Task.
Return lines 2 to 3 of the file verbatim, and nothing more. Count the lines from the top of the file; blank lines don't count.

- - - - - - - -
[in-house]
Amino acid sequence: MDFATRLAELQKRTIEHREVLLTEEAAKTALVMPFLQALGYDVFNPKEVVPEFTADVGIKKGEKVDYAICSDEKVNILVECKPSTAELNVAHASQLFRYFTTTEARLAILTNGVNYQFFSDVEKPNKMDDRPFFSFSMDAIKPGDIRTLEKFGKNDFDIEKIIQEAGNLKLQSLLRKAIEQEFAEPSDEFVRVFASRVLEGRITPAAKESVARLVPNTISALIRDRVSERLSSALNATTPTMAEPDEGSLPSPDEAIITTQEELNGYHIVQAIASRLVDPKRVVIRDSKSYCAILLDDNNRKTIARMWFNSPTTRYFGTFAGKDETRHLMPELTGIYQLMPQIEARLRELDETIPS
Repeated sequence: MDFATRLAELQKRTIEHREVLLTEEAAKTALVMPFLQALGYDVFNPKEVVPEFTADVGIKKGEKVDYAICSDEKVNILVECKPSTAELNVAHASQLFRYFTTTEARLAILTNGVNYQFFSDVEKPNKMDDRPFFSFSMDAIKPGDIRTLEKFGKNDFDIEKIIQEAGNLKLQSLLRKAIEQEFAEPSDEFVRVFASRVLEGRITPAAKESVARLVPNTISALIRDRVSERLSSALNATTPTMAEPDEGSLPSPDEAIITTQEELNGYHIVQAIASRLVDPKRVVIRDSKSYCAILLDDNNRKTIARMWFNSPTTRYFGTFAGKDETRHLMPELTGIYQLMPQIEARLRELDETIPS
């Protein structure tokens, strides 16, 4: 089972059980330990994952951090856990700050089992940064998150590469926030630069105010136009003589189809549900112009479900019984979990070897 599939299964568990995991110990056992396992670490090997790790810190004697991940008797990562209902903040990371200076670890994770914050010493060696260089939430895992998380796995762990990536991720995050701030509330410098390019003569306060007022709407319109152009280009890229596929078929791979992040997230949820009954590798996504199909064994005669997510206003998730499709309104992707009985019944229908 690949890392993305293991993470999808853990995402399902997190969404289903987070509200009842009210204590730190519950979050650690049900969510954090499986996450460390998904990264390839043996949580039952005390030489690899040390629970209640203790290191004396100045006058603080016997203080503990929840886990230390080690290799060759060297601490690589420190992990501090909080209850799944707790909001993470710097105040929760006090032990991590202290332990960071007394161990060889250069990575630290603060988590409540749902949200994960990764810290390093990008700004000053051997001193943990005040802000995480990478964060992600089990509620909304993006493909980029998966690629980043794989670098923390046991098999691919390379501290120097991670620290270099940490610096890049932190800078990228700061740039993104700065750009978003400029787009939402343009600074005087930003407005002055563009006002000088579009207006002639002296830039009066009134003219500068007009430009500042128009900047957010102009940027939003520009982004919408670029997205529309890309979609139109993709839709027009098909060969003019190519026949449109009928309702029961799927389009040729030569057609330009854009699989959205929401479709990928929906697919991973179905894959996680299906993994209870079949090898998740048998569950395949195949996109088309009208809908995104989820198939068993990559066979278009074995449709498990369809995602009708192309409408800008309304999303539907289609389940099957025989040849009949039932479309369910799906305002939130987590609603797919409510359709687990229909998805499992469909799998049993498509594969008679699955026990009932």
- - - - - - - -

Amino acid sequence: MDFATRLAELQKRTIEHREVLLTEEAAKTALVMPFLQALGYDVFNPKEVVPEFTADVGIKKGEKVDYAICSDEKVNILVECKPSTAELNVAHASQLFRYFTTTEARLAILTNGVNYQFFSDVEKPNKMDDRPFFSFSMDAIKPGDIRTLEKFGKNDFDIEKIIQEAGNLKLQSLLRKAIEQEFAEPSDEFVRVFASRVLEGRITPAAKESVARLVPNTISALIRDRVSERLSSALNATTPTMAEPDEGSLPSPDEAIITTQEELNGYHIVQAIASRLVDPKRVVIRDSKSYCAILLDDNNRKTIARMWFNSPTTRYFGTFAGKDETRHLMPELTGIYQLMPQIEARLRELDETIPS
Repeated sequence: MDFATRLAELQKRTIEHREVLLTEEAAKTALVMPFLQALGYDVFNPKEVVPEFTADVGIKKGEKVDYAICSDEKVNILVECKPSTAELNVAHASQLFRYFTTTEARLAILTNGVNYQFFSDVEKPNKMDDRPFFSFSMDAIKPGDIRTLEKFGKNDFDIEKIIQEAGNLKLQSLLRKAIEQEFAEPSDEFVRVFASRVLEGRITPAAKESVARLVPNTISALIRDRVSERLSSALNATTPTMAEPDEGSLPSPDEAIITTQEELNGYHIVQAIASRLVDPKRVVIRDSKSYCAILLDDNNRKTIARMWFNSPTTRYFGTFAGKDETRHLMPELTGIYQLMPQIEARLRELDETIPS